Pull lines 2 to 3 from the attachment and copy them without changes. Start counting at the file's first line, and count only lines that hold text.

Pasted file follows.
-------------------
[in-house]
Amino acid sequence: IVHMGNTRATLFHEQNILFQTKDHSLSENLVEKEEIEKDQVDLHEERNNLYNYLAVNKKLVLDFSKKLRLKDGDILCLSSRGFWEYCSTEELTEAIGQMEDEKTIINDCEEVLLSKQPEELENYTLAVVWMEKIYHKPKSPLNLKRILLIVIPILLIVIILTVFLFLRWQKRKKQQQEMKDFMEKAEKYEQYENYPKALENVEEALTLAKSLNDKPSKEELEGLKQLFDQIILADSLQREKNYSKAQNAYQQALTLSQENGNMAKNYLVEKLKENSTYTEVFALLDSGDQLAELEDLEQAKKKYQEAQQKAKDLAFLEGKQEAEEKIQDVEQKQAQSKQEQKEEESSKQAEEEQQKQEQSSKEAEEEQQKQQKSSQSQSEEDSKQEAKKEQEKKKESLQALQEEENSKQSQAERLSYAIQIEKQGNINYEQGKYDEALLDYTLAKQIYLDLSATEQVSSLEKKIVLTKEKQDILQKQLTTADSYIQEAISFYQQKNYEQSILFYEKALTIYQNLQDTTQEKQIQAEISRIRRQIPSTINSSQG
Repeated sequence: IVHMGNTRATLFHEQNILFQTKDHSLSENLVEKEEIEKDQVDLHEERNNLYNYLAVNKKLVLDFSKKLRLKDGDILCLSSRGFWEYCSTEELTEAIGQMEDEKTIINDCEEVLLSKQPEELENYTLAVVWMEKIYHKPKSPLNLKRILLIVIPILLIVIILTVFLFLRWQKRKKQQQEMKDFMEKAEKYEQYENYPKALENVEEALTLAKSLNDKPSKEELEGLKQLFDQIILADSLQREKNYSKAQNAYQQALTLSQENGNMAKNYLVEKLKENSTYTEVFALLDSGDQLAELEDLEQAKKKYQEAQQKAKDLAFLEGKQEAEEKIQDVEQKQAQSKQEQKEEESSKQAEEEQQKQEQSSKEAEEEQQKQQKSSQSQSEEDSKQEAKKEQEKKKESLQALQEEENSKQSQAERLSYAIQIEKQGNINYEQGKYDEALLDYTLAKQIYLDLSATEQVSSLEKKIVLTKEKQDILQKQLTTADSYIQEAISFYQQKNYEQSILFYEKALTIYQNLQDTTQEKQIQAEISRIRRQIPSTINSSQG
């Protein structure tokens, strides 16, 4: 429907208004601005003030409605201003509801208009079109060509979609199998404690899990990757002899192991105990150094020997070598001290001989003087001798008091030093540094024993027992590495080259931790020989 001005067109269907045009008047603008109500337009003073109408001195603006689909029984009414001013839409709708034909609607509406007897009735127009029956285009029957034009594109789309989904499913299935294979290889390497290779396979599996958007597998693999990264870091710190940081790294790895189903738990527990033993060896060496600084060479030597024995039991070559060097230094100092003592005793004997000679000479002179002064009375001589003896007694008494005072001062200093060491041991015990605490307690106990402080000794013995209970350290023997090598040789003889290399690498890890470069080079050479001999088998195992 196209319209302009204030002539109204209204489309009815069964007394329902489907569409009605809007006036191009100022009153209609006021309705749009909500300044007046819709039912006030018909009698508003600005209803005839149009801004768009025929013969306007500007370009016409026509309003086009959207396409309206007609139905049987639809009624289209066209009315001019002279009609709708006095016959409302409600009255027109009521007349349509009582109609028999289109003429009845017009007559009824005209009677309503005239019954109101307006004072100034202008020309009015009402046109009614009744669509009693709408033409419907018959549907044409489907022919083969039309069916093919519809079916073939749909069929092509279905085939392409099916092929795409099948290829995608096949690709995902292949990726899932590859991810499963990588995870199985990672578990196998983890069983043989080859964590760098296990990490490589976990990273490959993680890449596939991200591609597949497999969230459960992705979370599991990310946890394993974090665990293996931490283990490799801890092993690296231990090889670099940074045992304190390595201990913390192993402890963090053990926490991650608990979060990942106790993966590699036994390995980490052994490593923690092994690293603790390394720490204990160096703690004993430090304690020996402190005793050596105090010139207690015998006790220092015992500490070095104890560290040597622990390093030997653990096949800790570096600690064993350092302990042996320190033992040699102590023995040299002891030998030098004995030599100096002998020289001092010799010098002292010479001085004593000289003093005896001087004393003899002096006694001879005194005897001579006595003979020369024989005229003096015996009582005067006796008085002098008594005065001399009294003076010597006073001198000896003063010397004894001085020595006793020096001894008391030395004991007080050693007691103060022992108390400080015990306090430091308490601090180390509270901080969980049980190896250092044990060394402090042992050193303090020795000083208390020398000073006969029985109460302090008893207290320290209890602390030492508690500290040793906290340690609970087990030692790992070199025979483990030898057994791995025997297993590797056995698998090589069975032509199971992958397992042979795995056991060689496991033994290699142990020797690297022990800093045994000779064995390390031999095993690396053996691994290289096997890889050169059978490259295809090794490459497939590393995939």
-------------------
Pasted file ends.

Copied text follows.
Amino acid sequence: IVHMGNTRATLFHEQNILFQTKDHSLSENLVEKEEIEKDQVDLHEERNNLYNYLAVNKKLVLDFSKKLRLKDGDILCLSSRGFWEYCSTEELTEAIGQMEDEKTIINDCEEVLLSKQPEELENYTLAVVWMEKIYHKPKSPLNLKRILLIVIPILLIVIILTVFLFLRWQKRKKQQQEMKDFMEKAEKYEQYENYPKALENVEEALTLAKSLNDKPSKEELEGLKQLFDQIILADSLQREKNYSKAQNAYQQALTLSQENGNMAKNYLVEKLKENSTYTEVFALLDSGDQLAELEDLEQAKKKYQEAQQKAKDLAFLEGKQEAEEKIQDVEQKQAQSKQEQKEEESSKQAEEEQQKQEQSSKEAEEEQQKQQKSSQSQSEEDSKQEAKKEQEKKKESLQALQEEENSKQSQAERLSYAIQIEKQGNINYEQGKYDEALLDYTLAKQIYLDLSATEQVSSLEKKIVLTKEKQDILQKQLTTADSYIQEAISFYQQKNYEQSILFYEKALTIYQNLQDTTQEKQIQAEISRIRRQIPSTINSSQG
Repeated sequence: IVHMGNTRATLFHEQNILFQTKDHSLSENLVEKEEIEKDQVDLHEERNNLYNYLAVNKKLVLDFSKKLRLKDGDILCLSSRGFWEYCSTEELTEAIGQMEDEKTIINDCEEVLLSKQPEELENYTLAVVWMEKIYHKPKSPLNLKRILLIVIPILLIVIILTVFLFLRWQKRKKQQQEMKDFMEKAEKYEQYENYPKALENVEEALTLAKSLNDKPSKEELEGLKQLFDQIILADSLQREKNYSKAQNAYQQALTLSQENGNMAKNYLVEKLKENSTYTEVFALLDSGDQLAELEDLEQAKKKYQEAQQKAKDLAFLEGKQEAEEKIQDVEQKQAQSKQEQKEEESSKQAEEEQQKQEQSSKEAEEEQQKQQKSSQSQSEEDSKQEAKKEQEKKKESLQALQEEENSKQSQAERLSYAIQIEKQGNINYEQGKYDEALLDYTLAKQIYLDLSATEQVSSLEKKIVLTKEKQDILQKQLTTADSYIQEAISFYQQKNYEQSILFYEKALTIYQNLQDTTQEKQIQAEISRIRRQIPSTINSSQG